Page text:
In the 1850s, Sydney Howard Gay was the editor of the weekly abolitionist publication, the National Anti-Slavery Standard, the official weekly newspaper of the American Anti-Slavery Society, which was founded in 1833 by William Lloyd Garrison and Arthur Tappan. Gay was also a key operative in the Underground Railroad in New York City through his printing office.

For unknown reasons, Gay began interviewing the runaways who passed through his office in the 1850s and wrote down their stories. Keeping these records was extremely dangerous. The Fugitive Slave Act of 1793 had made helping fugitive slaves illegal. He told how and why they escaped, who helped them along the way, and where they went after leaving the city. The resulting two notebooks, which he called the Record of Fugitives, contain information about more than two hundred men, women, and children.

Image: Sydney Howard Gay

Louis Napoleon was a black porter who worked in Sydney Gay’s office; he met the freedom seekers when they arrived in New York City. Among the many slaves Napoleon and Gay assisted were three famous fugitives: Henry Box Brown, Jane Johnson, and Harriet Tubman.

This is an interesting excerpt from page four of the Record of Fugitives:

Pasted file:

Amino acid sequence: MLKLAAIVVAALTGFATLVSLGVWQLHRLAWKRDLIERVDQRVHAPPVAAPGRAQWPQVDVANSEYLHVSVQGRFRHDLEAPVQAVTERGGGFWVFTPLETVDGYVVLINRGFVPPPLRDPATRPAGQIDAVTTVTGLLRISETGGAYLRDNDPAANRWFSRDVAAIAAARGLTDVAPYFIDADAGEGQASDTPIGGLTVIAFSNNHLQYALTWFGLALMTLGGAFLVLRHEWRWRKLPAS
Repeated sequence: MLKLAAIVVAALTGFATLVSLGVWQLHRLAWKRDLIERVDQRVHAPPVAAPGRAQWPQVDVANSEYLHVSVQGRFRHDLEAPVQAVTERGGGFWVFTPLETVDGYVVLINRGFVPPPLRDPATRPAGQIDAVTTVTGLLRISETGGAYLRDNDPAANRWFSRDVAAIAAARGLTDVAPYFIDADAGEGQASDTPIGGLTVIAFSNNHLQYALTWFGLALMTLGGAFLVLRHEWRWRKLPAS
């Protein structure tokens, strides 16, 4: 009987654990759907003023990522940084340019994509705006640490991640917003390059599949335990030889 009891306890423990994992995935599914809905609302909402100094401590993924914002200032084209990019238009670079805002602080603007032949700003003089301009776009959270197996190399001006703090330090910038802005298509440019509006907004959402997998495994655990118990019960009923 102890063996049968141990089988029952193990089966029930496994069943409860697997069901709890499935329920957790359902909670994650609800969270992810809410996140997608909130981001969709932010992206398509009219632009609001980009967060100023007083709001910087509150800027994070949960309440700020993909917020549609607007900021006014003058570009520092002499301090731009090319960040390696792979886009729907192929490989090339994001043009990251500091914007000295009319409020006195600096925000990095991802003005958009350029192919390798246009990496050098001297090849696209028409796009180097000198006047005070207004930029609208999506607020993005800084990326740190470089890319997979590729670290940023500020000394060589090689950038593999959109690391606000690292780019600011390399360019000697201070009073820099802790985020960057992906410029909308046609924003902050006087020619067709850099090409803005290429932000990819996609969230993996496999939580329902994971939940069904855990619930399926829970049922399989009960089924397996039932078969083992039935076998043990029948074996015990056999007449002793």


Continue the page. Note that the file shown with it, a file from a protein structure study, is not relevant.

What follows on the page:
July 24th. Recd a note from J. S. G. [James Sloan Gibbons] who had received information that one Sarah Moore a colored woman, & a fugitive slave living at New Haven, was in danger of capture, & there was reason to suppose that her husband Jacob Moore had betrayed her. Napoleon was sent in the next train to New Haven with directions to find the woman & take her immediately to Albany. Napoleon arrived at New Haven, & found Sarah without difficulty. She had a comfortable room well furnished at her own cost, for her husband had abandoned her some time since, & become a worthless fellow. In the morning they started for Albany but at the depot Napoleon saw a N.Y. marshal well known to him, the same, who about a year since, arrested & returned to slavery the brother & nephews of Dr. Pennington, & with him was a man who answered to Sarah’s description of her master. Napoleon was, naturally enough, a good deal alarmed, & thought it best to leave the train at Springfield. There they remained – Sarah had an infant child with her – a day & a night; and the following day went to Albany.